A Fist­ful of Dol­lars

The Guardian - G2 - - Re­view Film -

★★★★★ Dir Sergio Leone Star­ring Clint East­wood, Gian Maria Volontè, Marianne Koch Length 96 mins Cert 15

Two fist­fuls in fact: two $500 pay­ments – a gi­gan­tic amount – which The Man With No Name ac­cepts ca­su­ally from ei­ther side of a bloody feud in the sun­baked Mex­i­can town of San Miguel. He has blown in like a strange force of na­ture, with a coolly amoral plan to use their mu­tual hate to his own gun­sling­ing ad­van­tage. Strid­ing to­wards a gun­fight, he tells the cof­fin-maker in ad­vance how many to knock up. This is the 1964 movie, now on rere­lease, which cre­ated the rev­o­lu­tion­ary genre of the spaghetti west­ern. It’s an Ital­ian co­pro­duc­tion shot in Spain and di­rected with in­spi­ra­tional pulp pas­sion by Sergio Leone, draw­ing on Kuro­sawa. And it made a star and a le­gend out of Clint East­wood. Be­fore this, he had been young Rowdy Yates on TV’s Rawhide, an open-faced boy with a pleas­ant singing voice. In this movie he sud­denly, ter­ri­fy­ingly grew up: hat, pon­cho, griz­zly beard, short cigar and eyes per­pet­u­ally screwed up, as if star­ing into the sun or sup­press­ing a gri­mace of in­cred­u­lous dis­gust. The other fig­ure that be­came a le­gend here was the com­poser En­nio Mor­ri­cone, for the ex­tra­or­di­nary mu­si­cal score he de­vised for this film, with its whip-poor-will whistling cries, whipcracks, bells and eerie per­cus­sive shouts.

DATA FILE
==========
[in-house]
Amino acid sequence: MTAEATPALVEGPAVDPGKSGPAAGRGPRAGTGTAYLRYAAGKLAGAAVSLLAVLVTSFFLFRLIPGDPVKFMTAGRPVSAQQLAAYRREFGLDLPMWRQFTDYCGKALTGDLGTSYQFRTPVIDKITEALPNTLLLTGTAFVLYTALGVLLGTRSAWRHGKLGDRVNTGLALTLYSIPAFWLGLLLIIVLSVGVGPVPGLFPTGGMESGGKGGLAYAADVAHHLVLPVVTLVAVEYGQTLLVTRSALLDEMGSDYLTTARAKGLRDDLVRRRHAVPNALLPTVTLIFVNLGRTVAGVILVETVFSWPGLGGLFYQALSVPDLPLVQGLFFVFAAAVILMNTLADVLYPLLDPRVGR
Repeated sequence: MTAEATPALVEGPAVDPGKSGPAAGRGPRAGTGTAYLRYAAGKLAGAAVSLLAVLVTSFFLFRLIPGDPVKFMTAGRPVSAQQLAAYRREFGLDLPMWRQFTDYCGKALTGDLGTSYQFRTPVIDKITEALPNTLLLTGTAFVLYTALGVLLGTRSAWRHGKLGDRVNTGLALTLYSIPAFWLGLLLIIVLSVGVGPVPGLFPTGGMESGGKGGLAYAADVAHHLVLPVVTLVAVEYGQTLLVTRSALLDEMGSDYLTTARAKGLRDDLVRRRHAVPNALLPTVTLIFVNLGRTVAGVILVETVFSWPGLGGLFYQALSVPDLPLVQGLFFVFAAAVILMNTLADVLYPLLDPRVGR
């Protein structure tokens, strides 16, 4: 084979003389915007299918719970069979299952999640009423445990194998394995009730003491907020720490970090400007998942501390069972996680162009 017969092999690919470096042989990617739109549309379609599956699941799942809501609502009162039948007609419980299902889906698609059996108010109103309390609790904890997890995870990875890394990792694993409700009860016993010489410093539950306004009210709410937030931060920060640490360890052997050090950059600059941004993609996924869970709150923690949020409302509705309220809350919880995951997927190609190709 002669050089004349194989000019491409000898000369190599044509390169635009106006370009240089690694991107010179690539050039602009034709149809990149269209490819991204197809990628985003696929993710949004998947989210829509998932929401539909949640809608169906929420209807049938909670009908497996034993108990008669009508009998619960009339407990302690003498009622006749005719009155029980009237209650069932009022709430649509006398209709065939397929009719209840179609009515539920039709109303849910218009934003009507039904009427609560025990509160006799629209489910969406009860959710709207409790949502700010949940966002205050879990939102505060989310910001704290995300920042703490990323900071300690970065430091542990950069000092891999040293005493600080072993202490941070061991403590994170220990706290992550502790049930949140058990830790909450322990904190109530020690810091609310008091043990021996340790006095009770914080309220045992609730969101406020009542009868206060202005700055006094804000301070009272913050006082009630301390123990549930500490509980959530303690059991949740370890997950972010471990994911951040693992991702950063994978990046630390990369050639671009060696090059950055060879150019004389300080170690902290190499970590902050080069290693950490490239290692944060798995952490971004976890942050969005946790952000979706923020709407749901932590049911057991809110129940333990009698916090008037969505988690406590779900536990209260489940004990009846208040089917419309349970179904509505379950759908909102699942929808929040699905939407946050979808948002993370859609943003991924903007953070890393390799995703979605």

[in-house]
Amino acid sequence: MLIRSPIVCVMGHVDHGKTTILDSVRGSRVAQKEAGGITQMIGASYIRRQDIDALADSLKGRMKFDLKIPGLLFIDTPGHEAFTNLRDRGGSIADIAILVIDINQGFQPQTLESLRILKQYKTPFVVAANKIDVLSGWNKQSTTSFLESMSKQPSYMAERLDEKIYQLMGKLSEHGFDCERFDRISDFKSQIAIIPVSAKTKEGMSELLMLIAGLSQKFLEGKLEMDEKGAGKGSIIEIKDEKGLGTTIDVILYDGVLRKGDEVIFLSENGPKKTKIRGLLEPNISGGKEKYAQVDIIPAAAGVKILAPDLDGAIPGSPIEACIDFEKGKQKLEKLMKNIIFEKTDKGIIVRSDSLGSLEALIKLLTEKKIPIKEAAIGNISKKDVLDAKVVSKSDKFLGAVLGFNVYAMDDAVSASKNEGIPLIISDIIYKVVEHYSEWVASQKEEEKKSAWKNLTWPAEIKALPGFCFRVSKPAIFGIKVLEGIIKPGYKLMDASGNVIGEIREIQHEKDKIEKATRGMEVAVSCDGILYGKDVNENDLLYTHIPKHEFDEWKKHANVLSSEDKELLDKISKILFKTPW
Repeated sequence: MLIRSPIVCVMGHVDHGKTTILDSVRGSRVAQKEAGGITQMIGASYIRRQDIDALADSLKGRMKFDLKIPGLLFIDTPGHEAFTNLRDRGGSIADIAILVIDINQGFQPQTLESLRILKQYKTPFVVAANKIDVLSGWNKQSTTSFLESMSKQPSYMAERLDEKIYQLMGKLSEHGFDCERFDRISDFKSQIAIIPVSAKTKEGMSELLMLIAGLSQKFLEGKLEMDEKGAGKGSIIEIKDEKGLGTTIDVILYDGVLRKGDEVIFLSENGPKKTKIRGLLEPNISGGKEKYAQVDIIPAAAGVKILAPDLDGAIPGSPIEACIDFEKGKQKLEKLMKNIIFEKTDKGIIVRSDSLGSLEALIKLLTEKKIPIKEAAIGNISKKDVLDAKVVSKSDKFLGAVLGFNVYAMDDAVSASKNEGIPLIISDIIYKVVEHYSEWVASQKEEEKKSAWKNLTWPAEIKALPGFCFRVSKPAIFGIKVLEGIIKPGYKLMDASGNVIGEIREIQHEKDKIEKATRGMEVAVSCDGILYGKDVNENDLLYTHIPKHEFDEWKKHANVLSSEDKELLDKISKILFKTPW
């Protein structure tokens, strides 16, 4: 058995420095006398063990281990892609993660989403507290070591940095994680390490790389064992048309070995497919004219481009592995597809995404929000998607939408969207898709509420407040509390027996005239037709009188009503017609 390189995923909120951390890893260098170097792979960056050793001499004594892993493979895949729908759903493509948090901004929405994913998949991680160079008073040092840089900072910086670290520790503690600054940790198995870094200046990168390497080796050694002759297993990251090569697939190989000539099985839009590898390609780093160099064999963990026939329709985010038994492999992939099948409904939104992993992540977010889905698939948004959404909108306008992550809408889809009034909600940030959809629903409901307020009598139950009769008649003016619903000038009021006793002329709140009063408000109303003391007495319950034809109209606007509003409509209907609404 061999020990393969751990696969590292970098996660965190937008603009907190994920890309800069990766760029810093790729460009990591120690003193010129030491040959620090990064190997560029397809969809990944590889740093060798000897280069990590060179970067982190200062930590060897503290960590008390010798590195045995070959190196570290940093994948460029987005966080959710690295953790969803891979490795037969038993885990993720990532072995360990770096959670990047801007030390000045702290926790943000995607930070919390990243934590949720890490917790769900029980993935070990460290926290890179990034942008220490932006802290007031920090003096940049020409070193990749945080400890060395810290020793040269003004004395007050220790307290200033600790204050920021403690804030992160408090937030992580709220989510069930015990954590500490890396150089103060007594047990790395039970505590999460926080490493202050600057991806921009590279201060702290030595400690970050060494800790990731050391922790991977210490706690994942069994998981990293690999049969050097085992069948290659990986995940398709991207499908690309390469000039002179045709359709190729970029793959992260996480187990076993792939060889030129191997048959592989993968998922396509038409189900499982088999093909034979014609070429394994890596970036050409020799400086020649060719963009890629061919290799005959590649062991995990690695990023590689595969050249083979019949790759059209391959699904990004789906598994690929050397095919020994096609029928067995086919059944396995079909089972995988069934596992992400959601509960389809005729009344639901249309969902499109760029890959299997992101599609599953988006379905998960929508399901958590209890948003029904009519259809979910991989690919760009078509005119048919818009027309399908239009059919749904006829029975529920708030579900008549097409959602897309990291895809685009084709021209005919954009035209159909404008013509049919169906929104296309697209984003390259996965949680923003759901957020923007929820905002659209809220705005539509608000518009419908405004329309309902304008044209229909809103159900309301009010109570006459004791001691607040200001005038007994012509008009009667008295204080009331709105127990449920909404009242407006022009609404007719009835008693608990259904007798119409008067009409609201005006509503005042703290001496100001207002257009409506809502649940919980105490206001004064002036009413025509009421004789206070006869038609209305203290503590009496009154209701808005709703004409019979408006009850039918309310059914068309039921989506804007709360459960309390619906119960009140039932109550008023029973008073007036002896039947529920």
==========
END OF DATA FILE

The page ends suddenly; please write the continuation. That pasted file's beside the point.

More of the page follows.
A Fist­ful of Dol­lars has a cult, comic­book in­ten­sity. It is the punk rock of westerns. PB

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